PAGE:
Figure 3.

(a) Precocious flowering and fruit production of apple seedlings infected with ALSV-AtFT/MdTFL1 (7 mpi) in a growth chamber with a hydroponic cultural apparatus. Arrows indicate fruits. (b) Ripe fruits in seedlings shown in (a) with viable seeds. Scale bars indicate 1 cm.

We also verified whether the technology of inducing early flowering using ALSV vector was applicable to pear [46]. We inoculated cotyledons of pear seedlings immediately after germination with ALSV-AtFT/MdTFL1 and confirmed that approximately 33% of the infected individuals flowered and showed continuous flowering where they flowered continuously over several months as the apple seedlings did (Figure 4a, b). We also constructed an ALSV vector (ALSV-AtFT/PcTFL1) that simultaneously performs AtFT expression and suppression of PcTFL1-1 expression and inoculated to cotyledons of pear seedlings. The results indicated that approximately 86% of the infected individuals showed continuous flowering. This effect is likely due to replacement of the apple gene (MdTFL1-1) by pear counterpart (PcTFL1-1). This confirmed that the sequence identity is important for efficient gene silencing as reported elsewhere [28, 47, 48]. In addition, the pollens of early-flowered pear seedlings were fertile and triggered fruition of the infected individuals via pollination with their pistils (Figure 4c). We presume that this technology is likely to be feasible for all fruit trees that are susceptible to ALSV infection, and substantially contributes to optimization of breeding by crossing of new fruit tree varieties.

Figure 4.

(a) Precocious flowering of a pear seedling infected with ALSV-AtFT/MdTFL1 (45 dpi). (b) Continuous flowering of a pear seedling infected with ALSV vector (3 mpi). (c) Fruition on a pear seedling infected with ALSV vector (7 mpi). Arrows indicate fruits on a pear seedling.

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5. Elimination of ALSV from infected apple and pear trees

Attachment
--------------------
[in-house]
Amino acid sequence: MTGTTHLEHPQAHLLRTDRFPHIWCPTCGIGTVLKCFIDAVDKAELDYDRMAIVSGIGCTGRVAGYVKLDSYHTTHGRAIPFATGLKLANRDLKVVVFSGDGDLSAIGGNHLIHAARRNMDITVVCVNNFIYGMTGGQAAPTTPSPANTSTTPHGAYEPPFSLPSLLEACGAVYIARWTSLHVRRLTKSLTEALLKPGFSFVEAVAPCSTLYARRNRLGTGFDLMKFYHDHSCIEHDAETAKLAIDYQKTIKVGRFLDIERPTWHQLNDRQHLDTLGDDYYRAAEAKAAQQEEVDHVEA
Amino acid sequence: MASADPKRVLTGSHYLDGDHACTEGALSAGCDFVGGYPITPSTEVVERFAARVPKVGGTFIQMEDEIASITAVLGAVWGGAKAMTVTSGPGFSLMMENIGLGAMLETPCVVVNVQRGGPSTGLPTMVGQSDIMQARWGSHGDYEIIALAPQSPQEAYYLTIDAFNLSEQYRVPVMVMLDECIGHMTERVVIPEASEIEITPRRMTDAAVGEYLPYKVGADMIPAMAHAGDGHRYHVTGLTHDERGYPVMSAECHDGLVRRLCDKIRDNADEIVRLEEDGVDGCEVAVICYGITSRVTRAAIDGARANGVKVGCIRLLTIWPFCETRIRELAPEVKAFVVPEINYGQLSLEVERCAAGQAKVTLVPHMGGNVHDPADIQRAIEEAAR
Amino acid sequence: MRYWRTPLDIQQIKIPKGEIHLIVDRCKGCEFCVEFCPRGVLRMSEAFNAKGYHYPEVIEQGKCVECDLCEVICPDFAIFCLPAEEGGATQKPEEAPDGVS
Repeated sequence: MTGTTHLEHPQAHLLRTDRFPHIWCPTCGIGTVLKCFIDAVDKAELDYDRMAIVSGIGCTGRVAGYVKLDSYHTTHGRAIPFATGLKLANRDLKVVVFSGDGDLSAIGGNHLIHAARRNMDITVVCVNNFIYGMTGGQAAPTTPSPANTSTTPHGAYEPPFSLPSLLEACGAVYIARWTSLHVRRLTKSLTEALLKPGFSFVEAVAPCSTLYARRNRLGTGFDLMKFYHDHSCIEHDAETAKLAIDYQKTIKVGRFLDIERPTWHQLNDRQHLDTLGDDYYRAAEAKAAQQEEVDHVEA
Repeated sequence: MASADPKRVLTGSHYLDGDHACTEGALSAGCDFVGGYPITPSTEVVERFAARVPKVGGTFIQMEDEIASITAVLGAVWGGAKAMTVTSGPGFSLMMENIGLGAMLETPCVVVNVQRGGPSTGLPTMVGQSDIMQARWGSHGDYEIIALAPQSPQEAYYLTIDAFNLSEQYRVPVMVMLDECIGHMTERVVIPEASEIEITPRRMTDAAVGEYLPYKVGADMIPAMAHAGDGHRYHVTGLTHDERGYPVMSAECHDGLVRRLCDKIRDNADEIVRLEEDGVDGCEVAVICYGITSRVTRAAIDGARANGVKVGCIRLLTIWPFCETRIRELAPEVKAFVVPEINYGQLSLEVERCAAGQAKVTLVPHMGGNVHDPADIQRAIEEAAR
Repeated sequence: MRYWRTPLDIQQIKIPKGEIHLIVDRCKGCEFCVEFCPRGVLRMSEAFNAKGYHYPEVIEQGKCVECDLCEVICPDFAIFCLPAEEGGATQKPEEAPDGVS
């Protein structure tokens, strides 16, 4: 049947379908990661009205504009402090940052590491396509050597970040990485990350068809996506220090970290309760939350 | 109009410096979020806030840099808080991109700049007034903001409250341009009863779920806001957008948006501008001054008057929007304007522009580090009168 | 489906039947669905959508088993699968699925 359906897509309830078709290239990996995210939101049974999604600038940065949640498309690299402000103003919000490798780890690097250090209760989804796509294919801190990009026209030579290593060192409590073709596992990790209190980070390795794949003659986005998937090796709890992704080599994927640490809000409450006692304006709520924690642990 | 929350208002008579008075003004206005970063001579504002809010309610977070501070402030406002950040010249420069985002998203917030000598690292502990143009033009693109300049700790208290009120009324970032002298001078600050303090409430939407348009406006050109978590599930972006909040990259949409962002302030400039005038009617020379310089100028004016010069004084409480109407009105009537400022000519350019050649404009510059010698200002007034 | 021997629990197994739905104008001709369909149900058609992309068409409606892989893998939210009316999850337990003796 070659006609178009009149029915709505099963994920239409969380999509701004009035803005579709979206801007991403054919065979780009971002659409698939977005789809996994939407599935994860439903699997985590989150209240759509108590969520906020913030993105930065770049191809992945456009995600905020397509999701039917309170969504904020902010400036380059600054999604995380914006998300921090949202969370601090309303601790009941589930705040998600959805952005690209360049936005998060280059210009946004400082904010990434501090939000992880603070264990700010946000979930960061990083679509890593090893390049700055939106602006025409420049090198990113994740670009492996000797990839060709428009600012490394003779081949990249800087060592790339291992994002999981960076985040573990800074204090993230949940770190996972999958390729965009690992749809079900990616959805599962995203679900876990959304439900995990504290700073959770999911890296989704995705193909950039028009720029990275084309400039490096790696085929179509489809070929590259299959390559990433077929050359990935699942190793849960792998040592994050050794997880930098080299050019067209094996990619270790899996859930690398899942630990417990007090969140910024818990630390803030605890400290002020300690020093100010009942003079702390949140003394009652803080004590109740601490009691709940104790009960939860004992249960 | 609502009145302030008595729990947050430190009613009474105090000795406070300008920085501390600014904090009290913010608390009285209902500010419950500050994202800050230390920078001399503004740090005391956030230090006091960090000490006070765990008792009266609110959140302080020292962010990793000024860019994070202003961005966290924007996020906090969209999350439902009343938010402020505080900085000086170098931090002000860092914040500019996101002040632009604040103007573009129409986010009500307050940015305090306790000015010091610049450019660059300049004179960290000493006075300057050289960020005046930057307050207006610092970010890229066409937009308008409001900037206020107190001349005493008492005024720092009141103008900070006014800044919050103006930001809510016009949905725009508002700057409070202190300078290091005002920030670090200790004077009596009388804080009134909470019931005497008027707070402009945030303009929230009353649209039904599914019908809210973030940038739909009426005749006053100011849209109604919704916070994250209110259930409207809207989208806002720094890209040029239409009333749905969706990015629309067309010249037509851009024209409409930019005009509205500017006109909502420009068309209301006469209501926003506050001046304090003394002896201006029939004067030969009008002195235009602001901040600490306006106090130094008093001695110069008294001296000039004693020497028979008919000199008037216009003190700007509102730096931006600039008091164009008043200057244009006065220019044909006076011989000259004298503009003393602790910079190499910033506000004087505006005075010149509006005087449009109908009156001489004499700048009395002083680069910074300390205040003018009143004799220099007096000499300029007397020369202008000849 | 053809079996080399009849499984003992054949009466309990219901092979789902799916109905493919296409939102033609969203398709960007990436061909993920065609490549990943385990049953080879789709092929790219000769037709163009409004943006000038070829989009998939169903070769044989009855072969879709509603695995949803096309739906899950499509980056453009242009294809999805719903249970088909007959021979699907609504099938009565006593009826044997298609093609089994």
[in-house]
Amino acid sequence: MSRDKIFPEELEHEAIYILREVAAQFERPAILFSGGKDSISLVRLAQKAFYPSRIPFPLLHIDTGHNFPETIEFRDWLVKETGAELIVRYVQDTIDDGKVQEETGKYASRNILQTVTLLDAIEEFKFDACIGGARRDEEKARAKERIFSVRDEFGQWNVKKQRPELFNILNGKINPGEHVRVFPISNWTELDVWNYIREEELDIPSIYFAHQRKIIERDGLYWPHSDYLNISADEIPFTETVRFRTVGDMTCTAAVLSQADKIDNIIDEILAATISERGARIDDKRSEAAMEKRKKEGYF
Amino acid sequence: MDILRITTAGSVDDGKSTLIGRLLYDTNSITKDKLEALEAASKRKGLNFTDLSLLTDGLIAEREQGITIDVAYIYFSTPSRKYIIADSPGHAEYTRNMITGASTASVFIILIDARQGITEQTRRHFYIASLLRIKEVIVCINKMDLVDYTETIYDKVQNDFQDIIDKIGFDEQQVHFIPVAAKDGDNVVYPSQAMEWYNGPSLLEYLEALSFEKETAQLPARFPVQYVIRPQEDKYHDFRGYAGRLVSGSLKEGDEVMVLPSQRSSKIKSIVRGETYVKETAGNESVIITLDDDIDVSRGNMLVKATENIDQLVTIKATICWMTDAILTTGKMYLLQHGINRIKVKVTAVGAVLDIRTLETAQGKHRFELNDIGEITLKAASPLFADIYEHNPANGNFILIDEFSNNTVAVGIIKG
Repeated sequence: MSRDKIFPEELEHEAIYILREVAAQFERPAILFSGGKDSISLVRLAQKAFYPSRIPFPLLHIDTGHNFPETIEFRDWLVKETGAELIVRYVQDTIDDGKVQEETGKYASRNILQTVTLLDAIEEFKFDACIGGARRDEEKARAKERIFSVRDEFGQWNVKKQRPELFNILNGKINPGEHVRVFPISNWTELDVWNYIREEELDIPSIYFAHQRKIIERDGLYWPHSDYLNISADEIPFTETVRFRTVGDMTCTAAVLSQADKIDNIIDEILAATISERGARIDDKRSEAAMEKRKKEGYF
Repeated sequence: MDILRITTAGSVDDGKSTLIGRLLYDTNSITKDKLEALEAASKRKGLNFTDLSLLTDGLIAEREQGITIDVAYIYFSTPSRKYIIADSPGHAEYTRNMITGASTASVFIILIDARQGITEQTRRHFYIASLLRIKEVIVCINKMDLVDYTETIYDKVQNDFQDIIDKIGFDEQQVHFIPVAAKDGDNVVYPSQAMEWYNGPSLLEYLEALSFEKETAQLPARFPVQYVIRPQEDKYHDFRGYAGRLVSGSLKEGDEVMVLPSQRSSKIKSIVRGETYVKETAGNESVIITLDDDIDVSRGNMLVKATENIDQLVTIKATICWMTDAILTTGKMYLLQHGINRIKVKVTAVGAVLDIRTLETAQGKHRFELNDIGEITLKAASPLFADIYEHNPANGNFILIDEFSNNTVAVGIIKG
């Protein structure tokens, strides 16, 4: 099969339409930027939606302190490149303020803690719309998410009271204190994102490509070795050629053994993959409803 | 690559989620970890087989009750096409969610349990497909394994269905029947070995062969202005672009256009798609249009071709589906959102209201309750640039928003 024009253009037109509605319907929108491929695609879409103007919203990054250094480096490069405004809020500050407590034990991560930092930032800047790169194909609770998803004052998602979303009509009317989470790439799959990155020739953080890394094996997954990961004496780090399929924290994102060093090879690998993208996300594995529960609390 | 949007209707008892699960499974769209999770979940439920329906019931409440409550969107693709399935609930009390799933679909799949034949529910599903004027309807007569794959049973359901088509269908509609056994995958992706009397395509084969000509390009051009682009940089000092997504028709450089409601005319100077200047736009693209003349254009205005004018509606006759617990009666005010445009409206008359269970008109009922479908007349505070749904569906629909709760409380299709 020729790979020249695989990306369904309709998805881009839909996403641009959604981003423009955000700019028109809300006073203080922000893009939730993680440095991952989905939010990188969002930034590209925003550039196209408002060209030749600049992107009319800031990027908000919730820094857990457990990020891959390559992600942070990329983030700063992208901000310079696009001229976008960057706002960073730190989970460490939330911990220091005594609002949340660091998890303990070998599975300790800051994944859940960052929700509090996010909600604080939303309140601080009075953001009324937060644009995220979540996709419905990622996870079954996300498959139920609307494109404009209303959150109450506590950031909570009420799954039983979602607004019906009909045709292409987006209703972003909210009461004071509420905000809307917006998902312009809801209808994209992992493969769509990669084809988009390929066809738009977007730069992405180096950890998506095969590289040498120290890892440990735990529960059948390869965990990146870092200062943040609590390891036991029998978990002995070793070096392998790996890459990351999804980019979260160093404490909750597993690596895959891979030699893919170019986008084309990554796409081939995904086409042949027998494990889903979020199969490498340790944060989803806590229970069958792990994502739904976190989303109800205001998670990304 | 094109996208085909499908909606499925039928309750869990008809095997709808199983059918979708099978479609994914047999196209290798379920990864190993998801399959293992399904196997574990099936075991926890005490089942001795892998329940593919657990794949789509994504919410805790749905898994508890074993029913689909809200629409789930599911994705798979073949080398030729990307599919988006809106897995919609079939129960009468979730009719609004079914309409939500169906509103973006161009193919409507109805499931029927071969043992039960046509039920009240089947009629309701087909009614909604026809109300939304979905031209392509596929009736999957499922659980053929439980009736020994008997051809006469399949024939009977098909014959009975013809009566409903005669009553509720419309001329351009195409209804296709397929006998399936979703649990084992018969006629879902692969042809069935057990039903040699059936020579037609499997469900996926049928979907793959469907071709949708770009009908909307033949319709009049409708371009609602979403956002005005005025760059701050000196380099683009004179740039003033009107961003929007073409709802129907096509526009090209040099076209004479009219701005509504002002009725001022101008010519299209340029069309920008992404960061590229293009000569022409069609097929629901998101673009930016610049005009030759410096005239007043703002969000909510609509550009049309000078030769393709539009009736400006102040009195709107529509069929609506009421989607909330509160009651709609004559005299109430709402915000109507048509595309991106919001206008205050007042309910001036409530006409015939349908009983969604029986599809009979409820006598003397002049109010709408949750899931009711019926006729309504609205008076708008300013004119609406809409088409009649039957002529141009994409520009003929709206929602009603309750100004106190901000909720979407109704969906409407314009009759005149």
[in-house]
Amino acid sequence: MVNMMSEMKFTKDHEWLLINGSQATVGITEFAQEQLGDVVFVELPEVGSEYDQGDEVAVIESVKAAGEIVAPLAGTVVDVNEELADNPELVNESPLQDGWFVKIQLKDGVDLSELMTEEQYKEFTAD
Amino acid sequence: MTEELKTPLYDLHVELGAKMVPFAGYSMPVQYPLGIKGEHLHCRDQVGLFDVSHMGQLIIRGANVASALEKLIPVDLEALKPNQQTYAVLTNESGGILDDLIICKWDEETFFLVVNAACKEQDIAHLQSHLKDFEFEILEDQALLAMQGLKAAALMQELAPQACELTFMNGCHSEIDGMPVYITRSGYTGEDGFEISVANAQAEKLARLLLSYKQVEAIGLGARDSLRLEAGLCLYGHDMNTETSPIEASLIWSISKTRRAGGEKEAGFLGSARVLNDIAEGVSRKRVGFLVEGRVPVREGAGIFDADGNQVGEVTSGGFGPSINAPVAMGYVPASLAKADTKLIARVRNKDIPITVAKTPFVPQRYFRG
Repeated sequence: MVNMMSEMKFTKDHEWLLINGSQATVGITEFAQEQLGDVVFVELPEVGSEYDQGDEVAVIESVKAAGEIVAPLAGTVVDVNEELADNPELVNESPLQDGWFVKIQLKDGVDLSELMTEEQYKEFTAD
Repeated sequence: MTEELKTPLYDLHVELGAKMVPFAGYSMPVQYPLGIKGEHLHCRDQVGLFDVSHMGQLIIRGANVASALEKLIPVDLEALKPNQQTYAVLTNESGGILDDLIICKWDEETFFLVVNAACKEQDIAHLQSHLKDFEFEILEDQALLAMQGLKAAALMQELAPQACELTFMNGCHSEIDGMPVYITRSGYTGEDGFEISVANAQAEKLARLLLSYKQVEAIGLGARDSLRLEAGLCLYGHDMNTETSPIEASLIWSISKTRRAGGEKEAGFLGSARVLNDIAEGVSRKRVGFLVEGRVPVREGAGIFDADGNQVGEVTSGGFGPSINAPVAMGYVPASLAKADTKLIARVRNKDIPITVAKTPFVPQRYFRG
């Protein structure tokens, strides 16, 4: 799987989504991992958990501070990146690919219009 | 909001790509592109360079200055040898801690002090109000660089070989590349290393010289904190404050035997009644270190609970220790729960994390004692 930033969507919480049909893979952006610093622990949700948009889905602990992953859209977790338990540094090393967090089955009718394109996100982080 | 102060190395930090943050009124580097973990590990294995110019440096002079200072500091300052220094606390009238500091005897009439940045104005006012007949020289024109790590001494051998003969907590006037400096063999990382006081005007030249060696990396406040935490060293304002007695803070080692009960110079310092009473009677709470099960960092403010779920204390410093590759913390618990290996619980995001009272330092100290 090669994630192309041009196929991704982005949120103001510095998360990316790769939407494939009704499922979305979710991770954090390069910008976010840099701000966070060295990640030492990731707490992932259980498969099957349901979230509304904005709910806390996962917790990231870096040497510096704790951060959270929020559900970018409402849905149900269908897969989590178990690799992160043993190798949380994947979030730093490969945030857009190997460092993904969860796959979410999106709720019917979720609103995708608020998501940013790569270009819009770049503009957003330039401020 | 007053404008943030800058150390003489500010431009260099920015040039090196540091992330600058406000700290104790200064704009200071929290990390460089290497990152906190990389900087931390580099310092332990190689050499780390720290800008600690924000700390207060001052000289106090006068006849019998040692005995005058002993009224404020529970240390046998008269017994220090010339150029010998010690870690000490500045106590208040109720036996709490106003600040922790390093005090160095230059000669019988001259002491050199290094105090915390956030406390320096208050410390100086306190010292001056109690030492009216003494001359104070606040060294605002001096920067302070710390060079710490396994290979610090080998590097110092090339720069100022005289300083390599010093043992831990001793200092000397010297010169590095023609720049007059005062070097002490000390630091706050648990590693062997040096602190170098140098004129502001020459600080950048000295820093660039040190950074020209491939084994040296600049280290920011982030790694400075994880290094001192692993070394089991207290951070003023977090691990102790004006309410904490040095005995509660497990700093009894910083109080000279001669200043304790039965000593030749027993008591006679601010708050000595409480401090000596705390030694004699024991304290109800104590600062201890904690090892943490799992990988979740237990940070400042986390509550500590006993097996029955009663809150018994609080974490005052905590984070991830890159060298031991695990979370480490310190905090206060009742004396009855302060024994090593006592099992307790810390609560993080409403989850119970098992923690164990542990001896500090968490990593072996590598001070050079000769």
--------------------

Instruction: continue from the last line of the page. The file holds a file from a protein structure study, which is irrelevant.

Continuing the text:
We tested 487 seeds obtained using pollens of ALSV-infected apple trees as the pollen parent, as well as 450 seeds from fruits on ALSV-infected apple trees, by ELISA and RT-PCR to test seed transmission. The rates of seed transmission from pollens and ovules were 0.38 and 4.5%, respectively [49]. We also investigated the rate of seed transmission from ovules using qRT-PCR, indicating that approximately 1% seedlings (two individuals out of 192 individuals) were infected with the virus [50]. Examination of 47 next-generation apple seedlings obtained from early-flowered seedlings using ALSV technology (ALSV-AtFT1/MdTFL1) showed that none of them were infected with ALSV vector, indicating that virus-free individuals can be obtained successfully [46].

Elimination of ALSV vectors from infected plants may allow the use of early flowering plants as breeding materials without genetic modification. We sometimes observed a phenomenon in which ALSV multiplied in inoculated leaves but not move to upper un-inoculated leaves [38]. We incubated ALSV-infected apple and pear seedlings for four weeks in a 37°C chamber, then returned them to a 25°C, and investigated the distribution of ALSV in infected plants. It was revealed that ALSV stopped movement to new tissues after the 37°C treatment, and no ALSV multiplication was observed in new tissues developed at 25°C [38]. We attempted detection of ALSV from the shoot apical meristem tissue of ALSV-infected apple and pear seedlings after incubation at 37°C by in situ hybridization; however, no ALSV was detected from the shoot apical meristem tissue after incubation at 37°C. It is likely that exclusion of ALSV from the shoot apical meristem tissue by high-temperature treatment (37°C) leads to cessation of subsequent ALSV movement to newly developed tissues [38] (Figure 5).